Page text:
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Japanese

circa 1880
A beautifully fine Shakudo bracelet set with eight oval plaques in twisted gold wirework frames.
£14,500.00
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Description

Details

A wonderful Shakudo bracelet c.1880, composed of eight beautifully crafted oval Shakudo panels depicting individual scenes of flora and fauna including frogs, a quail and a crane, seven are the same size and the one that conceals the clasp is larger, all in twisted gold wire-work frames, to a tongue and box clasp, in original lacquer box.
Specifications
  • OriginJapanese
  • Condition ReportVery fine
  • SettingGold
  • Weight description68 grams
  • Dimensions17cm / 6.6" long, 3cm / 1.4" wide
Directors notes
Shakudo is the Japanese term (meaning ‘black gold’) used to describe a type of metal alloy that is primarily composed of copper with a small quantity of gold added to it, typically between 2 and 7%. When treated with a solution it obtains a durable dark surface colouration against which the gold and silver inlay patterns show up in high contrast. The origins of Japanese metal art have been traced back centuries and there is some evidence it actually originated in Ancient Greece and Rome before the techniques and skills moved eastward.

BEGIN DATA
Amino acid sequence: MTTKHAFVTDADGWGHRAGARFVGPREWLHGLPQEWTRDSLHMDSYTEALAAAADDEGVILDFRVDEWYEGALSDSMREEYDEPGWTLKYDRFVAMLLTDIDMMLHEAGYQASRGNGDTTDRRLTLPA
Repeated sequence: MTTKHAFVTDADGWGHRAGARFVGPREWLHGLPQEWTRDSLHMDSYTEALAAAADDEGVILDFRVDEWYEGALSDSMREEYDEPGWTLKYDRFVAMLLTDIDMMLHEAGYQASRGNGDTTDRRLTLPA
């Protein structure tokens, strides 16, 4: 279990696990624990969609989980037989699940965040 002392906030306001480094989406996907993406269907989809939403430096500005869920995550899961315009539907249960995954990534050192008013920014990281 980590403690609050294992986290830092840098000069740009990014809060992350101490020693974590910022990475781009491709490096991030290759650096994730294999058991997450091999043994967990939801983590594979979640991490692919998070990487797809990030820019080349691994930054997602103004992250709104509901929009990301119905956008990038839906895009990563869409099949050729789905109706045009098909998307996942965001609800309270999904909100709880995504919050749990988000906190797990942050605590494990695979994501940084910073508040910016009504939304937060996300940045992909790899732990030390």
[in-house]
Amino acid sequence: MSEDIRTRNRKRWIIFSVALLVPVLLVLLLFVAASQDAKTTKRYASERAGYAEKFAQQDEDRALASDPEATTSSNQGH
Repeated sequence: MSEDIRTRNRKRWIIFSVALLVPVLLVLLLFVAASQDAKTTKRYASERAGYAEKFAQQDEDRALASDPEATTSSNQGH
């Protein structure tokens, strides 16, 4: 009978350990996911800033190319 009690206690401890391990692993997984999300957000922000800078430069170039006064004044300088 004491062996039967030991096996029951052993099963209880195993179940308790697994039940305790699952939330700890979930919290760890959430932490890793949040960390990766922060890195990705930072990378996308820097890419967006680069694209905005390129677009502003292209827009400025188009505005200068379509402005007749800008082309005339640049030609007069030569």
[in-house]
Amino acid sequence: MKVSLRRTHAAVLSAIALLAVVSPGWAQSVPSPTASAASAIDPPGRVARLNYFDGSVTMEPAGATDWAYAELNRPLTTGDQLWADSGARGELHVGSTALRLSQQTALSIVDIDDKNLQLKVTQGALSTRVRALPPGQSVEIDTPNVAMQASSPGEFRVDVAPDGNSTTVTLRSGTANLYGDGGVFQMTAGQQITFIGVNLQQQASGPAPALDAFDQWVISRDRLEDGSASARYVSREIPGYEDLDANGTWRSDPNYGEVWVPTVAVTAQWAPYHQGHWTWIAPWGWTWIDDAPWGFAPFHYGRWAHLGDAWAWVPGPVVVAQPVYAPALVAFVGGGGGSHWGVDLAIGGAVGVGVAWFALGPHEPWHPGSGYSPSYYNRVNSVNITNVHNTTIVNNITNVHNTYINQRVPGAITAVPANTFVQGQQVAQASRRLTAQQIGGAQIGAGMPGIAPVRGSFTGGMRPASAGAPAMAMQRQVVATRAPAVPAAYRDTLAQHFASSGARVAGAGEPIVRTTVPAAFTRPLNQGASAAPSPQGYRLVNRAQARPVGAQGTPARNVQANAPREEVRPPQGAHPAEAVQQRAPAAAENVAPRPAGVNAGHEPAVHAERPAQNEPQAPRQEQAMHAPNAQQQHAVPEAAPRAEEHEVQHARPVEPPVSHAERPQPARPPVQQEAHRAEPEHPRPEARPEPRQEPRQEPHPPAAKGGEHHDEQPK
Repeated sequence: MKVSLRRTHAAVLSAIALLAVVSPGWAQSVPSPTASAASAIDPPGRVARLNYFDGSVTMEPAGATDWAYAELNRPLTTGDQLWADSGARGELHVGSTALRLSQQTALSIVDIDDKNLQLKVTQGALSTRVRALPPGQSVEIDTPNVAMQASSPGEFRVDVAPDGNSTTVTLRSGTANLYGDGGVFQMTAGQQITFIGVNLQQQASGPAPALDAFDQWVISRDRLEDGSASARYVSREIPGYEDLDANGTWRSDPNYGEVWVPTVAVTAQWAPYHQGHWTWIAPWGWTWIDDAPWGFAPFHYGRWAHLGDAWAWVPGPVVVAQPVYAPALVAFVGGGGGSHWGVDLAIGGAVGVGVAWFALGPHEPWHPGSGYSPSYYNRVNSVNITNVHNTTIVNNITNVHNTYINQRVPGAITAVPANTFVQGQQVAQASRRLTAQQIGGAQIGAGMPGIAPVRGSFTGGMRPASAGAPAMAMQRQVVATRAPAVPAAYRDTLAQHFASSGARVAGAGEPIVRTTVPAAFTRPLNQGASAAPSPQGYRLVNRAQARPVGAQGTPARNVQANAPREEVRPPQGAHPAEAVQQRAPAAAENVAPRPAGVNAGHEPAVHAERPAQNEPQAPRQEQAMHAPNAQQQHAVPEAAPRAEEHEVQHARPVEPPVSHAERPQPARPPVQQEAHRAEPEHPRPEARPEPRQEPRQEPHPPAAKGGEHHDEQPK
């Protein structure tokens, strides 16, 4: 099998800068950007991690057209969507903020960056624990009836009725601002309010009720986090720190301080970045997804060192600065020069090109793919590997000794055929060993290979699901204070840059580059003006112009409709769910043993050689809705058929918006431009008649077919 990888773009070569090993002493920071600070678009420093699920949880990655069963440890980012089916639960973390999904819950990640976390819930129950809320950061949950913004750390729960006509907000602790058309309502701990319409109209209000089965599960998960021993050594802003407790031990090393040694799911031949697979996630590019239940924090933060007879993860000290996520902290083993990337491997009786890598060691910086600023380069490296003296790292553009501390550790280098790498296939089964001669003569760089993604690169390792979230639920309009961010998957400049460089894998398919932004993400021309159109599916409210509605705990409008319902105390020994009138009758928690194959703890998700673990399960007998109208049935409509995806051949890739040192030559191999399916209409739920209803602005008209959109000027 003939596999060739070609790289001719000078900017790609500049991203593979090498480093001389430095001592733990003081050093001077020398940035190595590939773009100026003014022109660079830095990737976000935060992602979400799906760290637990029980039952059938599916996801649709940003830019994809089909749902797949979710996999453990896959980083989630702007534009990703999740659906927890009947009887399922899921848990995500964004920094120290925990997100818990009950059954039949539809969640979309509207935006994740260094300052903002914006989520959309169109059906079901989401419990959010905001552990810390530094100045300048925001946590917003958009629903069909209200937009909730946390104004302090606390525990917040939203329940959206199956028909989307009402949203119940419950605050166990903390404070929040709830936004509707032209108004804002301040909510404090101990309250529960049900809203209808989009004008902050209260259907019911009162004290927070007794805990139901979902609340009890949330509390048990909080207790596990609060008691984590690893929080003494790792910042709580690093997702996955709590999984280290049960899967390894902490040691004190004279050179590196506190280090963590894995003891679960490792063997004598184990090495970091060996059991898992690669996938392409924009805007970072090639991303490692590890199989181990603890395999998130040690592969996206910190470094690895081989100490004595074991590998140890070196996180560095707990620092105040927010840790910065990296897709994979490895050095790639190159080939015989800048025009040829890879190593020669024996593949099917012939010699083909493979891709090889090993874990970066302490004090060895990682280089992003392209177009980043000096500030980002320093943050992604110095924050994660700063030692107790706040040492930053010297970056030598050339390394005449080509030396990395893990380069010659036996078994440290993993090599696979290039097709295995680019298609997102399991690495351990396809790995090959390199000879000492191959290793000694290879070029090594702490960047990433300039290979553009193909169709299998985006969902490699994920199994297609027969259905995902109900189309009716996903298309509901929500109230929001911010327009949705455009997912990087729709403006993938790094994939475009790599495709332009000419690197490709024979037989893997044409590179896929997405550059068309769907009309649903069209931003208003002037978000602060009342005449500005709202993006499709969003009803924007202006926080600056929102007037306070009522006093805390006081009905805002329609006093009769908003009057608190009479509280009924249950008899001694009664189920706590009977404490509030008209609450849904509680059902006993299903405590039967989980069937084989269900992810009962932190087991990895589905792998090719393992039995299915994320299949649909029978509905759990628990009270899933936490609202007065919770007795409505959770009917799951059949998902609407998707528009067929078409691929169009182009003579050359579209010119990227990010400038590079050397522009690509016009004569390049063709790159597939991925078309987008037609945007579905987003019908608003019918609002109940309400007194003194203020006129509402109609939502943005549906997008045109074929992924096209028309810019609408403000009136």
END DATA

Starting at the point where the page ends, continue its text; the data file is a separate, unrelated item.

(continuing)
The panels in this beautiful bracelet depict various scenes many of which feature flora and fauna which are rich in symbolism. For example, there are several different birds illustrated including a crane which is used to represent good fortune and longevity. One panel depicts three frogs with a rickshaw and this animal was regarded as lucky, symbolising not only good fortune but also a safe return from travel. The moon is a common motif in Japanese art and is used as a symbol of rejuvenation, as is the chrysanthemum which also stands for endurance whilst plum blossom represents refinement and purity.